The Law School Admission Council has sued the state of California over a new law barring the council from alerting law schools that applicants have received extra time on the Law School Admission Test, The National Law Journal reported. Supporters of the new law and advocates for people with disabilities say that time extensions are an appropriate tool to help people with some disabilities, and that their scores should not be called into question through "flagging" them, as the process is known. But the Law School Admission Council's suit charges that California is violating the group's First Amendment rights by controlling what it says. Further, the suit says that the law inappropriately focuses on only the LSAT and not other standardized tests that may use flagging.
Postsecondary enrollments will grow by 15 percent between 2010 and 2021, far less than the 46 percent increase that occurred between 1996 and 2010, the U.S. Education Department's National Center for Education Statistics said in an annual report released Wednesday. The report, "Projections of Education Statistics Through 2021," provides a slew of data that anticipate how key K-12 and higher education indicators (enrollments, degrees conferred, etc.) will change over the next decade. By comparison, last year's report projected a 13 percent increase in college enrollments between 2009 and 2020; whether the uptick is a sign that the "completion agenda" is having an effect will be a subject for debate.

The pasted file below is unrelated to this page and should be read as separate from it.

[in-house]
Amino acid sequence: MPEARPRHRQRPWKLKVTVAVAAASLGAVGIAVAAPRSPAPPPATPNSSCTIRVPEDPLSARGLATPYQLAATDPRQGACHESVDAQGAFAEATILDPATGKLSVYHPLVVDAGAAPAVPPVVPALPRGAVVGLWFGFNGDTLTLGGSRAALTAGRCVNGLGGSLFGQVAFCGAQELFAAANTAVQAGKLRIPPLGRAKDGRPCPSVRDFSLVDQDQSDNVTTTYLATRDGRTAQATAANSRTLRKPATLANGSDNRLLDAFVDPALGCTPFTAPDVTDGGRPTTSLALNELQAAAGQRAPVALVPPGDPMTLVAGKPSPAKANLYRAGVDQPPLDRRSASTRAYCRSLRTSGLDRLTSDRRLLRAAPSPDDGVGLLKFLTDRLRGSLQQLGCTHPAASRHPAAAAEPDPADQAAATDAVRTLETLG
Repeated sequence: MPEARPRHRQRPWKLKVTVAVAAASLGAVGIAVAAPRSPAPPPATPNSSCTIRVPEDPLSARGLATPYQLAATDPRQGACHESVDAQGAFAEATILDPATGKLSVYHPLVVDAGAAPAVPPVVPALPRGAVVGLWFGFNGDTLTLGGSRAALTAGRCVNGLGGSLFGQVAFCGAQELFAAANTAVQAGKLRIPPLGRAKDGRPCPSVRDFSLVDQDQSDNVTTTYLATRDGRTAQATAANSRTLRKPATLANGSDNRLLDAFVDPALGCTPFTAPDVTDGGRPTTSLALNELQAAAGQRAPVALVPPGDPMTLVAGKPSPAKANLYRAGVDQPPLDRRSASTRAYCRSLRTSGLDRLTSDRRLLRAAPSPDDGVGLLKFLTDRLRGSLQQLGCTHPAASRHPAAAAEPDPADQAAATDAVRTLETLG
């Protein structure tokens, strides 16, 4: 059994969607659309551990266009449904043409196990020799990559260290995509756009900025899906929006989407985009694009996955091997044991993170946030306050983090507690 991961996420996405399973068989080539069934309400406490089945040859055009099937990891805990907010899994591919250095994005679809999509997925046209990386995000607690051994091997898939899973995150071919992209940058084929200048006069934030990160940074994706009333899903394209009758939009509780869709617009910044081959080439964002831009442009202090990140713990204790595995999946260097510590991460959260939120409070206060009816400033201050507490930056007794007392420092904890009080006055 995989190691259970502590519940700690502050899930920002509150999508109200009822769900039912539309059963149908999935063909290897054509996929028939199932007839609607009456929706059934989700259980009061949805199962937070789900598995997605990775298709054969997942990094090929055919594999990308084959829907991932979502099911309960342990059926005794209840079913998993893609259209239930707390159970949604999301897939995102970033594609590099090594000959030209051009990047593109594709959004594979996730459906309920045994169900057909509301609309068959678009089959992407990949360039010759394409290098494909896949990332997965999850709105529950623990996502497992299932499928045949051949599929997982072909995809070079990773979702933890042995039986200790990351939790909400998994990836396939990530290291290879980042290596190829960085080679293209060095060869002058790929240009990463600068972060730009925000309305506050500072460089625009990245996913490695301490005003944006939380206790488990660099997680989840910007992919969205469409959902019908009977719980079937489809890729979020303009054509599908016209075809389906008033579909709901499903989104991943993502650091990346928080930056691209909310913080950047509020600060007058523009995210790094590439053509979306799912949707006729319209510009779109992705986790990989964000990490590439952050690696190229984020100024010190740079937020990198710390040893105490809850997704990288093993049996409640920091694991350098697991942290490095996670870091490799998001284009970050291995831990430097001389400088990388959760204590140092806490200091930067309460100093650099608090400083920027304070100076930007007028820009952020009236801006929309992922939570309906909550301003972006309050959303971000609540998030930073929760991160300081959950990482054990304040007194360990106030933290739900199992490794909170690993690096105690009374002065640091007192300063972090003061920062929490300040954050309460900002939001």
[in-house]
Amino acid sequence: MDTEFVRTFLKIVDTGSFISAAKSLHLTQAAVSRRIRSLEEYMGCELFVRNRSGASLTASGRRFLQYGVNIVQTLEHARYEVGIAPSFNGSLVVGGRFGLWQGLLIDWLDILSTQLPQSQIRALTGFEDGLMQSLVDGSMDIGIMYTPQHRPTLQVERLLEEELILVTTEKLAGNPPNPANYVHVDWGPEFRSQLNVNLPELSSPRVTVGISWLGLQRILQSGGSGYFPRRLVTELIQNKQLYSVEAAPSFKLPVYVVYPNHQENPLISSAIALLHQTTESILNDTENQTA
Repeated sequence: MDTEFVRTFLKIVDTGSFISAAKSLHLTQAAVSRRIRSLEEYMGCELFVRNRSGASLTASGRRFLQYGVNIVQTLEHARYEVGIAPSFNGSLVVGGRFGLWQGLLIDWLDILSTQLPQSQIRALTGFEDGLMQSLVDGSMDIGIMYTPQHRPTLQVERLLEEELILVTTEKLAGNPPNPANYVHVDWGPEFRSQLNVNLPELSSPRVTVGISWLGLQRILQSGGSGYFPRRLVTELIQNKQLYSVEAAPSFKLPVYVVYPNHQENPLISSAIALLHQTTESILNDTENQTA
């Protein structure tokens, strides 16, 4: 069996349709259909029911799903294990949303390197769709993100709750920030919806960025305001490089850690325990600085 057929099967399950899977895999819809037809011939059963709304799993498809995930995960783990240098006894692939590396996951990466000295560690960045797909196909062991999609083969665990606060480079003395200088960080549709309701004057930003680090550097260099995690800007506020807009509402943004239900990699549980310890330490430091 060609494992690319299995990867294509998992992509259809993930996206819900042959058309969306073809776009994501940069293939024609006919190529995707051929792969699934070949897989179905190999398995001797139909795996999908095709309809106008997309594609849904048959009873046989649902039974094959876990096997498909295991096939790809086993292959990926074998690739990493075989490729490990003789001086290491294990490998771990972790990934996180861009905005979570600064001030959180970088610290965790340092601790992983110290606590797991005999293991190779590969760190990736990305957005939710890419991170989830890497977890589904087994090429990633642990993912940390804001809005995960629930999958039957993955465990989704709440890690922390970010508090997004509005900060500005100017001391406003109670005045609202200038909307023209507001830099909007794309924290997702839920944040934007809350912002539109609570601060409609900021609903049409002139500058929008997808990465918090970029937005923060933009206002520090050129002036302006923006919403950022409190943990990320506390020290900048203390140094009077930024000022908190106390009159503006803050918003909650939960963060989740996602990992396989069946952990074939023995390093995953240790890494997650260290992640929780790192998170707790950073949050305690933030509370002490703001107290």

This year's report also projects a 21 percent increase in the number of associate degrees awarded by 2021-22, a 21 percent increase in the number of bachelor's degrees, a 34 percent rise in the number of master's degrees, and a 24 percent upturn in the number of doctoral degrees. In all cases those numbers are roughly half the number awarded in the 1996-97 to 2009-2010 period.
When Humboldt State University announced the creation of the Institute for Interdisciplinary Marijuana Research (to focus on marijuana policy analysis), Jimmy Kimmel couldn't resist making fun of the university (see video below). He predicted that the university's pot expertise would soon make it "harder to get into than Yale," and even produced a satirical ad for Humboldt State.
Now the university has invited Kimmel to be its graduation speaker. A joint letter by Rollin C. Richmond, Humboldt State's president, and Ellyn Henderson, its student government president, has invited Kimmel to be the graduation speaker. The letter notes the university's recent scholarly accomplishments (having nothing to do with pot) and its beautiful northern California location -- while also applying some guilt. "[W]e figure you owe us," they wrote. "Humboldt State provided you with just over three minutes of pretty good material, which must be worth quite a bit for a nationally televised program (though we are surprised you were unable to stretch the bit to 4 minutes 20 seconds)." Further, while stressing that they enjoyed the humor, the presidents wrote that "we also felt you shortchanged Humboldt State University, portraying all of our students as pot-obsessed slackers."